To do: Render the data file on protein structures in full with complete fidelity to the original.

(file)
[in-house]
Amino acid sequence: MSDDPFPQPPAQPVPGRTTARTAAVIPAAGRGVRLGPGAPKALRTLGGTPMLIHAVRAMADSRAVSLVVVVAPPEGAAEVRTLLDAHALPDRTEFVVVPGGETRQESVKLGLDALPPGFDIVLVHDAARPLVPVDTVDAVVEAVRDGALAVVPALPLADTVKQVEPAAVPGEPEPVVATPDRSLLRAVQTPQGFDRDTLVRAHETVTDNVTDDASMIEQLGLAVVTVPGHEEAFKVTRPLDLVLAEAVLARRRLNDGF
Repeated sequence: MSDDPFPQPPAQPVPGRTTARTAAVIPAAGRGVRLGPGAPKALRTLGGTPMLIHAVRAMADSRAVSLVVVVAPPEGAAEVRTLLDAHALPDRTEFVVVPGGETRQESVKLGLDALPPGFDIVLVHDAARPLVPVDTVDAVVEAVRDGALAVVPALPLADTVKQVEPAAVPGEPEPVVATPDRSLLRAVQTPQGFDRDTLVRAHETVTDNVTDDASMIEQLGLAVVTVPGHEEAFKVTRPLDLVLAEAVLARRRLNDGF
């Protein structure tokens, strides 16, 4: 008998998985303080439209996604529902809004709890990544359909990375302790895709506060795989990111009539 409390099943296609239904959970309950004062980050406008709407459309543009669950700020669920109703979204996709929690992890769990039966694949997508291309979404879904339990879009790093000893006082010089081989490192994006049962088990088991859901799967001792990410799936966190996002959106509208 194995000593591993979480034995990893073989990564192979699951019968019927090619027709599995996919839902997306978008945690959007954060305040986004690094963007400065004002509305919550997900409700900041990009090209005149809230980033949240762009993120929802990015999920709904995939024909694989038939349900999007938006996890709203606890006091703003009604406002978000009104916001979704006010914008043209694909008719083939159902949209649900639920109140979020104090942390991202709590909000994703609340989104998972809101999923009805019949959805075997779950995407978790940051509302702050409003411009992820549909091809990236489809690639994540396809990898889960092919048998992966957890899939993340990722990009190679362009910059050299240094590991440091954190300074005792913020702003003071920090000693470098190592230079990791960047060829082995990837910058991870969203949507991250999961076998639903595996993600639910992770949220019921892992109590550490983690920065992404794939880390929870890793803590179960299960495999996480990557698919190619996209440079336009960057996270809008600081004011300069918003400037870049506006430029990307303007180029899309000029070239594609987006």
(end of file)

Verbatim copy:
[in-house]
Amino acid sequence: MSDDPFPQPPAQPVPGRTTARTAAVIPAAGRGVRLGPGAPKALRTLGGTPMLIHAVRAMADSRAVSLVVVVAPPEGAAEVRTLLDAHALPDRTEFVVVPGGETRQESVKLGLDALPPGFDIVLVHDAARPLVPVDTVDAVVEAVRDGALAVVPALPLADTVKQVEPAAVPGEPEPVVATPDRSLLRAVQTPQGFDRDTLVRAHETVTDNVTDDASMIEQLGLAVVTVPGHEEAFKVTRPLDLVLAEAVLARRRLNDGF
Repeated sequence: MSDDPFPQPPAQPVPGRTTARTAAVIPAAGRGVRLGPGAPKALRTLGGTPMLIHAVRAMADSRAVSLVVVVAPPEGAAEVRTLLDAHALPDRTEFVVVPGGETRQESVKLGLDALPPGFDIVLVHDAARPLVPVDTVDAVVEAVRDGALAVVPALPLADTVKQVEPAAVPGEPEPVVATPDRSLLRAVQTPQGFDRDTLVRAHETVTDNVTDDASMIEQLGLAVVTVPGHEEAFKVTRPLDLVLAEAVLARRRLNDGF
């Protein structure tokens, strides 16, 4: 008998998985303080439209996604529902809004709890990544359909990375302790895709506060795989990111009539 409390099943296609239904959970309950004062980050406008709407459309543009669950700020669920109703979204996709929690992890769990039966694949997508291309979404879904339990879009790093000893006082010089081989490192994006049962088990088991859901799967001792990410799936966190996002959106509208 194995000593591993979480034995990893073989990564192979699951019968019927090619027709599995996919839902997306978008945690959007954060305040986004690094963007400065004002509305919550997900409700900041990009090209005149809230980033949240762009993120929802990015999920709904995939024909694989038939349900999007938006996890709203606890006091703003009604406002978000009104916001979704006010914008043209694909008719083939159902949209649900639920109140979020104090942390991202709590909000994703609340989104998972809101999923009805019949959805075997779950995407978790940051509302702050409003411009992820549909091809990236489809690639994540396809990898889960092919048998992966957890899939993340990722990009190679362009910059050299240094590991440091954190300074005792913020702003003071920090000693470098190592230079990791960047060829082995990837910058991870969203949507991250999961076998639903595996993600639910992770949220019921892992109590550490983690920065992404794939880390929870890793803590179960299960495999996480990557698919190619996209440079336009960057996270809008600081004011300069918003400037870049506006430029990307303007180029899309000029070239594609987006």